We all understand that the social rented sector does not exist to make profit; it reinvests rental income for the benefit of tenants and the wider community. Affordability is built into the way in which it operates, and it sets rents in a different way from the private rented sector. Representatives of the social rented sector wanted us to understand that, and we wanted to assure them that we do so, we take it seriously and we want to work with them not just on protecting tenants in the here and now but on investing for the future in adequate supply and, of course, the transition to net zero, all of which requires them to be able to manage and plan for their investments. I am pleased that we have been able to reach agreement with the sector. I hope that members across the chamber will be reassured by that.

Jamie Greene (West Scotland) (Con)

I am genuinely concerned about the potential risk of the extension of the current approach in the private sector. I have no interests to declare, but I know that, according to quantitative and robust research data from the private rental market, agents tell us that there has been a marked increase in the number of landlords who are seeking either to sell their properties or to increase rents between tenancies. That will surely have a knock-on effect on future rentals. Does the minister think that the situation will only get worse as a result of the extension? What consultation did he have with the private rented sector in advance of making today’s decision?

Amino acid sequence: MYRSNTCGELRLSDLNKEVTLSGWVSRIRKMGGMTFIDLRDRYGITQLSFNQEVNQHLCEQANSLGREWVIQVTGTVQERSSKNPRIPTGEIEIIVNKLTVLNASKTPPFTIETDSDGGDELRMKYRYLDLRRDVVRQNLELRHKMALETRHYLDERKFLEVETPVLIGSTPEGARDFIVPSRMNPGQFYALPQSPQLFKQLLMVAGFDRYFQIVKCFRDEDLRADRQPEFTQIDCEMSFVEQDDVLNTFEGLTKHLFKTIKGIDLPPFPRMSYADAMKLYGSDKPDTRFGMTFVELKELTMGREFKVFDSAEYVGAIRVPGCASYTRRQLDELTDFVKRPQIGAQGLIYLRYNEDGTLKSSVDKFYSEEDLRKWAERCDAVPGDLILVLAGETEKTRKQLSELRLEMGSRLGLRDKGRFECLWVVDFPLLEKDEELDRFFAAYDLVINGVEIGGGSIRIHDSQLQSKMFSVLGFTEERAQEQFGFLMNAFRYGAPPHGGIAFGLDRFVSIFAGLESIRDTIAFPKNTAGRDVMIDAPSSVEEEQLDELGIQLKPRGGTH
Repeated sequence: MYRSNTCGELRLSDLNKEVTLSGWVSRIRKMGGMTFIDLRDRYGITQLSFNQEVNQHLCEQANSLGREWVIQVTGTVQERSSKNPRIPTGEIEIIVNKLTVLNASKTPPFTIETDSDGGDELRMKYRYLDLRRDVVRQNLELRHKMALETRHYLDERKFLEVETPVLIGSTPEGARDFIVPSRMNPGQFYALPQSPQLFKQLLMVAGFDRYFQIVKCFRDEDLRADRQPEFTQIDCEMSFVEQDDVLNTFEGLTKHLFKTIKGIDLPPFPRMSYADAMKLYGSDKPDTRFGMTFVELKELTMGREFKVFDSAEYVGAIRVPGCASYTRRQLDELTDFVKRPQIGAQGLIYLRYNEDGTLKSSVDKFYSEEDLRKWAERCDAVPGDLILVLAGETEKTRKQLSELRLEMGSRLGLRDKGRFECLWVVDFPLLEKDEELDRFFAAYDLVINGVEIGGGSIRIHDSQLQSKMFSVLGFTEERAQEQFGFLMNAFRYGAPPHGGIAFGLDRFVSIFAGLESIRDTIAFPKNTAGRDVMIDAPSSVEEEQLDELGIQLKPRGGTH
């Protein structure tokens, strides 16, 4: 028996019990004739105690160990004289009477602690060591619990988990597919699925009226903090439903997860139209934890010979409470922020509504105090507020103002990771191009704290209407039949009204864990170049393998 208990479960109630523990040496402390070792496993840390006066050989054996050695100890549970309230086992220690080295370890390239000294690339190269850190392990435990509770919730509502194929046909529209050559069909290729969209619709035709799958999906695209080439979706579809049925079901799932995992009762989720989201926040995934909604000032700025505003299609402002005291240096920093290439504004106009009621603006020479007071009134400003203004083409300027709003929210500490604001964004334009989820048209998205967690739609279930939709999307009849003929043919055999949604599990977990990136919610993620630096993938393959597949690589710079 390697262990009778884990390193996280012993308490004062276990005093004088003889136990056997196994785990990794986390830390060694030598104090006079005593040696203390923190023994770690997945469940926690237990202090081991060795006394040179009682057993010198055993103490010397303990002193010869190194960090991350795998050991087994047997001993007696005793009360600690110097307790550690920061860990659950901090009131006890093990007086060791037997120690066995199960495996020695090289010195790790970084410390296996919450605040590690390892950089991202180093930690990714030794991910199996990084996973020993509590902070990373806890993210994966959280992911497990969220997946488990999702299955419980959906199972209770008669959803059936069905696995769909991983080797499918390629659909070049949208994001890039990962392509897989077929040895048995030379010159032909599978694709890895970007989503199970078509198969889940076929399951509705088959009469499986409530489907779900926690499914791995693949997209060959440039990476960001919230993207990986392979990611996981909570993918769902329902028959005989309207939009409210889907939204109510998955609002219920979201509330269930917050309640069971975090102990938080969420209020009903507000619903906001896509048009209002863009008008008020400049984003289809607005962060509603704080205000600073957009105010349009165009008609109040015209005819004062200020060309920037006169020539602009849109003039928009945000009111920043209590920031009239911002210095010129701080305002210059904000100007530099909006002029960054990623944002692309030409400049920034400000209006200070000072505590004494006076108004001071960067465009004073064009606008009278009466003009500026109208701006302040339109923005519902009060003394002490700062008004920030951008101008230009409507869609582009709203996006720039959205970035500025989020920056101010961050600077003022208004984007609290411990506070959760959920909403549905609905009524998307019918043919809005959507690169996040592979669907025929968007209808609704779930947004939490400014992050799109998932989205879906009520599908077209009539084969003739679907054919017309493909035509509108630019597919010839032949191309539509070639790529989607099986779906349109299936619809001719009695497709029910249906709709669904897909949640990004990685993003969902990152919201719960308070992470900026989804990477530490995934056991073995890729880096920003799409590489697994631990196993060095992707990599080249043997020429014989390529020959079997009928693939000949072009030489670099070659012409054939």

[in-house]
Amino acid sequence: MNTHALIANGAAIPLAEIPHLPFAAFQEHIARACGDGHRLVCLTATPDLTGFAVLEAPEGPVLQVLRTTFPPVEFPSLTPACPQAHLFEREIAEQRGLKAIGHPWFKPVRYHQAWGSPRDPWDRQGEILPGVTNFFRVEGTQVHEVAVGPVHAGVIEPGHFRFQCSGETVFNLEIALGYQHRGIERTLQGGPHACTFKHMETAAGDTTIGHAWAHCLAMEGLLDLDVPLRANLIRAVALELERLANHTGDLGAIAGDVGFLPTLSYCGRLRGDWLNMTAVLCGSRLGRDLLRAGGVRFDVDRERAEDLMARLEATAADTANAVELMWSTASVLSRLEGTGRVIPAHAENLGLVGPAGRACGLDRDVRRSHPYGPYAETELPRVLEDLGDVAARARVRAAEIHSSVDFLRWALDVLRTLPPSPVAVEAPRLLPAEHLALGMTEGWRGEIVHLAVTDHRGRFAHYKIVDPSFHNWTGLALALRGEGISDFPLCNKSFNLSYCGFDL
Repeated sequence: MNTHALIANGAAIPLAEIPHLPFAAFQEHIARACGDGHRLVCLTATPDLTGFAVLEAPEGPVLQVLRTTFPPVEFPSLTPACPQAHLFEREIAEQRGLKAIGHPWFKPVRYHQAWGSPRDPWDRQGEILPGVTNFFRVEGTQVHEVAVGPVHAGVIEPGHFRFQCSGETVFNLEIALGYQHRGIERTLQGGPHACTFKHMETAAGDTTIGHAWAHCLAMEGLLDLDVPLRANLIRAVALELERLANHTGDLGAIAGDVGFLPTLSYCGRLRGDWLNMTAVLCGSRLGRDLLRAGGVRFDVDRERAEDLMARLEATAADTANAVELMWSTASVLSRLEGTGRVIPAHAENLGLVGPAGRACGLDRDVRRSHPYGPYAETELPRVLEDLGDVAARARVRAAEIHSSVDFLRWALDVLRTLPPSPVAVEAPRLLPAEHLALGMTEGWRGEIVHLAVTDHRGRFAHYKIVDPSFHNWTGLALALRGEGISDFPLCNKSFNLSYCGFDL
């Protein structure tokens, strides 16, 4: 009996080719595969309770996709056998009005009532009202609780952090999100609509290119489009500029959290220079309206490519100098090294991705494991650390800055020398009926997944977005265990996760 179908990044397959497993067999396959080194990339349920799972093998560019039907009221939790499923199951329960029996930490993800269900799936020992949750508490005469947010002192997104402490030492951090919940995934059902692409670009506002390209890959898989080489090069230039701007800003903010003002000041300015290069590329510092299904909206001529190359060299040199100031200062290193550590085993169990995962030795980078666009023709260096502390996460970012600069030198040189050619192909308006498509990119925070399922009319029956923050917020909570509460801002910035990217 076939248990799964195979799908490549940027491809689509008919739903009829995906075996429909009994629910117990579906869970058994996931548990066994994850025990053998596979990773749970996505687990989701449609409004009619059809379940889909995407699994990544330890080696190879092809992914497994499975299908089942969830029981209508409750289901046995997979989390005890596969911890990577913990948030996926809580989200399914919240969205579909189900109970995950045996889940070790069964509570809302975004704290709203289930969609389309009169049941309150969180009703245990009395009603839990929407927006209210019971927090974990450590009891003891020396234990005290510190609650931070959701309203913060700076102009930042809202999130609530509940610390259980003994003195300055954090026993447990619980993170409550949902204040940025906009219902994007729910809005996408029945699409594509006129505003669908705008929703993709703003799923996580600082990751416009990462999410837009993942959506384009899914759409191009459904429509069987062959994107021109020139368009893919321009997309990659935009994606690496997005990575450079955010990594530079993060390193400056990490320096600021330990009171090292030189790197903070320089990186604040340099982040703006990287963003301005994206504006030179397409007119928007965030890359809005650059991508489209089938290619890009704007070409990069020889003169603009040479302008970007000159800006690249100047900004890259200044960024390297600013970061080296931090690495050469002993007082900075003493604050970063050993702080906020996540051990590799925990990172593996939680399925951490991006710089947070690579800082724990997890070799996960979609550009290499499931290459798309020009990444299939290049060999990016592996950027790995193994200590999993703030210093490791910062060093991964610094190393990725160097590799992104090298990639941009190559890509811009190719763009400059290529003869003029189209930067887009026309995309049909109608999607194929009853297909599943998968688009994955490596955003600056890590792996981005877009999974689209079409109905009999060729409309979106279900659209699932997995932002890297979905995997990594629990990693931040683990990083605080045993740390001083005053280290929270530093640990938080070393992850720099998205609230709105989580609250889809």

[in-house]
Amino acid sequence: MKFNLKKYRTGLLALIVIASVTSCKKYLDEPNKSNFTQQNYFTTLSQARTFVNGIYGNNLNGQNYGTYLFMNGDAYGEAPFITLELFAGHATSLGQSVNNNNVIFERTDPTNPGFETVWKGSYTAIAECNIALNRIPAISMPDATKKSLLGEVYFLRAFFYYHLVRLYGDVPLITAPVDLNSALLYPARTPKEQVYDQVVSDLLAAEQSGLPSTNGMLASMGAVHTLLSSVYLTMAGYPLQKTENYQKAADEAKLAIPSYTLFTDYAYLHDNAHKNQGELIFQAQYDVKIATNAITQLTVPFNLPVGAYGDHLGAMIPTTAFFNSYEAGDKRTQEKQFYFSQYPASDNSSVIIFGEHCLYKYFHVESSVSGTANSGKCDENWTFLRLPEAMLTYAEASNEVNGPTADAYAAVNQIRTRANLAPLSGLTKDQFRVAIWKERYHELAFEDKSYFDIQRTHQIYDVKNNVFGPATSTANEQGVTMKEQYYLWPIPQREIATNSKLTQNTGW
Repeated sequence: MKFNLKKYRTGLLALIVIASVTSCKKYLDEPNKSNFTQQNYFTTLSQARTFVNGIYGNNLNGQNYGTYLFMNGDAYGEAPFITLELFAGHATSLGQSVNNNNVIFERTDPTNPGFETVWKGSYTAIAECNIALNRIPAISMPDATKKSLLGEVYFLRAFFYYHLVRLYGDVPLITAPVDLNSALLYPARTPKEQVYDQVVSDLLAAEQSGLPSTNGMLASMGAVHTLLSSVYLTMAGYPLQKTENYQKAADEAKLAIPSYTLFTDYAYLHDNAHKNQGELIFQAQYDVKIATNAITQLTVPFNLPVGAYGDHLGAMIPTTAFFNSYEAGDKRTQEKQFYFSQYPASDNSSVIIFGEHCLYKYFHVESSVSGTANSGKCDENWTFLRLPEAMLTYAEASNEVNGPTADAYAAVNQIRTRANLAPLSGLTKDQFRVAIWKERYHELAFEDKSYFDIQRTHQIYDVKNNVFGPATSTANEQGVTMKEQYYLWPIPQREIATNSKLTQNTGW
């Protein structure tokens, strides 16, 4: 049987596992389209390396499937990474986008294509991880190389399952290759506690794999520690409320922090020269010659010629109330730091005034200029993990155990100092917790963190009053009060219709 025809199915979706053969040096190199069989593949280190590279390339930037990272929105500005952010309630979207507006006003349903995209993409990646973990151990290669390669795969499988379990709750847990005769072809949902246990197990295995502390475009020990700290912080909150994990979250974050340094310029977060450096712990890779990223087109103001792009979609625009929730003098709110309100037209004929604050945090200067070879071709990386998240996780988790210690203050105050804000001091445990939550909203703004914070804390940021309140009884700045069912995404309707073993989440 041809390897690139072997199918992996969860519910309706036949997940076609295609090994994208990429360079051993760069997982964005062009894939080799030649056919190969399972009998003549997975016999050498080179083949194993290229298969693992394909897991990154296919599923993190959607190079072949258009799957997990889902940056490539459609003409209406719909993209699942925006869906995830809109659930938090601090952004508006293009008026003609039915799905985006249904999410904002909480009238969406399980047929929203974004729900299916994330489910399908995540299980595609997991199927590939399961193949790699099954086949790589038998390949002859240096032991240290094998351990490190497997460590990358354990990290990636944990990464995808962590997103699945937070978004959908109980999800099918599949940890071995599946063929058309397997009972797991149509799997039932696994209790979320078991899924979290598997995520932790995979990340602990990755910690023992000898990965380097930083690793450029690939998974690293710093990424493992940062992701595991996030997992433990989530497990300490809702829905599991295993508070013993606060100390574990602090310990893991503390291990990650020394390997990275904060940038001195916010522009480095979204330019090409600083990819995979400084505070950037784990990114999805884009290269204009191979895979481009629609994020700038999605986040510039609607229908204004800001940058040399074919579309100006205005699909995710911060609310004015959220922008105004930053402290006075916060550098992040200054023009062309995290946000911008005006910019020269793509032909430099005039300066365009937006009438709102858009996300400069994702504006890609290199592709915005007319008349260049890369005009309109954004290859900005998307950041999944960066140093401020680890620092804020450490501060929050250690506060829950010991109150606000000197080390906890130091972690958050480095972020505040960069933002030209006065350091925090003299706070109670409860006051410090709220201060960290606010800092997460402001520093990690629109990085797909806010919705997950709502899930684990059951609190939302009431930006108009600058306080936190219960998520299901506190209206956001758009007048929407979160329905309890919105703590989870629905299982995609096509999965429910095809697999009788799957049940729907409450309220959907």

Patrick Harvie

We have certainly been in regular dialogue with representatives of the private rented sector, who I have to say included not only landlords and investors but tenants, whose voices also deserve to be heard. We have maintained that dialogue. Clearly, when we debated the bill the Conservatives opposed the principle of having a rent cap in the private rented sector. They are entitled to that view. However, I would point out what has been happening to rents in the private rented sector south of the border in the absence of such measures. Rents have been rising at a faster rate than has been seen for a long time. Supply is also deeply challenging. The concentration of property wealth among those who own multiple properties as landlords, or as businesses that operate as landlords, has more than doubled in 10 or 20 years.

The situation in Scotland therefore requires longer-term reform, which the Government is committed to undertaking. However, I suggest to Jamie Greene that he should recognise that, in the absence of such measures, we would be seeing a far more unacceptable position for tenants in Scotland.

A number of members wish to ask questions on the statement. We will have to pick up the pace on both the questions and the answers.